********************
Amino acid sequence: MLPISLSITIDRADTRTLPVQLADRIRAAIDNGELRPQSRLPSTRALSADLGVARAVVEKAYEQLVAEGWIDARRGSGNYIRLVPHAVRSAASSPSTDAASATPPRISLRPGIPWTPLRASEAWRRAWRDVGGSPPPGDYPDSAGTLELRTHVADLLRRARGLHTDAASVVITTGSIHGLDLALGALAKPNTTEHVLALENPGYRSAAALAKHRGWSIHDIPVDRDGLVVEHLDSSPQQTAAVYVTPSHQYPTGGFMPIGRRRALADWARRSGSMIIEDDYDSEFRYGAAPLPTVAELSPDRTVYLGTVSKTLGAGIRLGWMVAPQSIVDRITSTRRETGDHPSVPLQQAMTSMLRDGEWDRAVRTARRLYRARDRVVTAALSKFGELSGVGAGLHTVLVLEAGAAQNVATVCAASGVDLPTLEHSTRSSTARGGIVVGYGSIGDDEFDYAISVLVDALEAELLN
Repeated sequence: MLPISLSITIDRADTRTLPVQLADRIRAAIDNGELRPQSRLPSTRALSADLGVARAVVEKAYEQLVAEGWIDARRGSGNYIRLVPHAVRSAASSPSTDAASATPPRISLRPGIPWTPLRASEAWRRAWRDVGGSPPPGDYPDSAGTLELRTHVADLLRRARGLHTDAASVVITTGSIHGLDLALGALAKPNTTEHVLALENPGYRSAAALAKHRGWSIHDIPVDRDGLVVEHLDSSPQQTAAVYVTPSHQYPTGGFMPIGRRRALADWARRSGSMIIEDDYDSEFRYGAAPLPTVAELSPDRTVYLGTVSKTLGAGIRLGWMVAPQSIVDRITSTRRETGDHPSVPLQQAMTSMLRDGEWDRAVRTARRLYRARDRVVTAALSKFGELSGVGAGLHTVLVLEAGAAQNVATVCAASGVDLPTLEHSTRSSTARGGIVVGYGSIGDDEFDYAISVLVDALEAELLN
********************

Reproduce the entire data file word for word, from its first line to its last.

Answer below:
Amino acid sequence: MLPISLSITIDRADTRTLPVQLADRIRAAIDNGELRPQSRLPSTRALSADLGVARAVVEKAYEQLVAEGWIDARRGSGNYIRLVPHAVRSAASSPSTDAASATPPRISLRPGIPWTPLRASEAWRRAWRDVGGSPPPGDYPDSAGTLELRTHVADLLRRARGLHTDAASVVITTGSIHGLDLALGALAKPNTTEHVLALENPGYRSAAALAKHRGWSIHDIPVDRDGLVVEHLDSSPQQTAAVYVTPSHQYPTGGFMPIGRRRALADWARRSGSMIIEDDYDSEFRYGAAPLPTVAELSPDRTVYLGTVSKTLGAGIRLGWMVAPQSIVDRITSTRRETGDHPSVPLQQAMTSMLRDGEWDRAVRTARRLYRARDRVVTAALSKFGELSGVGAGLHTVLVLEAGAAQNVATVCAASGVDLPTLEHSTRSSTARGGIVVGYGSIGDDEFDYAISVLVDALEAELLN
Repeated sequence: MLPISLSITIDRADTRTLPVQLADRIRAAIDNGELRPQSRLPSTRALSADLGVARAVVEKAYEQLVAEGWIDARRGSGNYIRLVPHAVRSAASSPSTDAASATPPRISLRPGIPWTPLRASEAWRRAWRDVGGSPPPGDYPDSAGTLELRTHVADLLRRARGLHTDAASVVITTGSIHGLDLALGALAKPNTTEHVLALENPGYRSAAALAKHRGWSIHDIPVDRDGLVVEHLDSSPQQTAAVYVTPSHQYPTGGFMPIGRRRALADWARRSGSMIIEDDYDSEFRYGAAPLPTVAELSPDRTVYLGTVSKTLGAGIRLGWMVAPQSIVDRITSTRRETGDHPSVPLQQAMTSMLRDGEWDRAVRTARRLYRARDRVVTAALSKFGELSGVGAGLHTVLVLEAGAAQNVATVCAASGVDLPTLEHSTRSSTARGGIVVGYGSIGDDEFDYAISVLVDALEAELLN